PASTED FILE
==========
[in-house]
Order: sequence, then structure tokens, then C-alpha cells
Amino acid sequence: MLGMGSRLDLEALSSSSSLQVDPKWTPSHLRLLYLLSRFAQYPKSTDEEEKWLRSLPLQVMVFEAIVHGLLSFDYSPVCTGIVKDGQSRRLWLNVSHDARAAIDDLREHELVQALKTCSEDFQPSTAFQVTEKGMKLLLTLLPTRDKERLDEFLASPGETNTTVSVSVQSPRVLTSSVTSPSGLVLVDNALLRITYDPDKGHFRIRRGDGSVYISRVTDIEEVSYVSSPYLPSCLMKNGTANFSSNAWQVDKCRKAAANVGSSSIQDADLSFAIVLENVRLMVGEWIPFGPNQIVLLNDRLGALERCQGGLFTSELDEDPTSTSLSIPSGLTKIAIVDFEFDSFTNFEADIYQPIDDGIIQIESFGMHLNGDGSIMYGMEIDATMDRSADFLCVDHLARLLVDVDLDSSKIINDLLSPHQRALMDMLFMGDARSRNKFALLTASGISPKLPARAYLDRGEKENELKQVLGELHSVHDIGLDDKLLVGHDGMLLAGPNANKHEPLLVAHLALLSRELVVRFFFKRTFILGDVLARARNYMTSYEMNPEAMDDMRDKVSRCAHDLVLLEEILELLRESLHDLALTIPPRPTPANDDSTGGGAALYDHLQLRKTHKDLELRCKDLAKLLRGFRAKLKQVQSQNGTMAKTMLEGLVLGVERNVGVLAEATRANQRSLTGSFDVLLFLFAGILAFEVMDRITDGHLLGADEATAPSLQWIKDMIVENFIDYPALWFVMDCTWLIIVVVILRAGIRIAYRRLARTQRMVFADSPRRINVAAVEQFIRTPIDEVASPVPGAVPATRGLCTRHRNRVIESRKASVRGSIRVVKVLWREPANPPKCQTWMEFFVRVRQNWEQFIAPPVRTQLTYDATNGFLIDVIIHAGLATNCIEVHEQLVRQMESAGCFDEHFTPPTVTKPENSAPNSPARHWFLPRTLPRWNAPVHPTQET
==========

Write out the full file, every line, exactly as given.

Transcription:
[in-house]
Order: sequence, then structure tokens, then C-alpha cells
Amino acid sequence: MLGMGSRLDLEALSSSSSLQVDPKWTPSHLRLLYLLSRFAQYPKSTDEEEKWLRSLPLQVMVFEAIVHGLLSFDYSPVCTGIVKDGQSRRLWLNVSHDARAAIDDLREHELVQALKTCSEDFQPSTAFQVTEKGMKLLLTLLPTRDKERLDEFLASPGETNTTVSVSVQSPRVLTSSVTSPSGLVLVDNALLRITYDPDKGHFRIRRGDGSVYISRVTDIEEVSYVSSPYLPSCLMKNGTANFSSNAWQVDKCRKAAANVGSSSIQDADLSFAIVLENVRLMVGEWIPFGPNQIVLLNDRLGALERCQGGLFTSELDEDPTSTSLSIPSGLTKIAIVDFEFDSFTNFEADIYQPIDDGIIQIESFGMHLNGDGSIMYGMEIDATMDRSADFLCVDHLARLLVDVDLDSSKIINDLLSPHQRALMDMLFMGDARSRNKFALLTASGISPKLPARAYLDRGEKENELKQVLGELHSVHDIGLDDKLLVGHDGMLLAGPNANKHEPLLVAHLALLSRELVVRFFFKRTFILGDVLARARNYMTSYEMNPEAMDDMRDKVSRCAHDLVLLEEILELLRESLHDLALTIPPRPTPANDDSTGGGAALYDHLQLRKTHKDLELRCKDLAKLLRGFRAKLKQVQSQNGTMAKTMLEGLVLGVERNVGVLAEATRANQRSLTGSFDVLLFLFAGILAFEVMDRITDGHLLGADEATAPSLQWIKDMIVENFIDYPALWFVMDCTWLIIVVVILRAGIRIAYRRLARTQRMVFADSPRRINVAAVEQFIRTPIDEVASPVPGAVPATRGLCTRHRNRVIESRKASVRGSIRVVKVLWREPANPPKCQTWMEFFVRVRQNWEQFIAPPVRTQLTYDATNGFLIDVIIHAGLATNCIEVHEQLVRQMESAGCFDEHFTPPTVTKPENSAPNSPARHWFLPRTLPRWNAPVHPTQET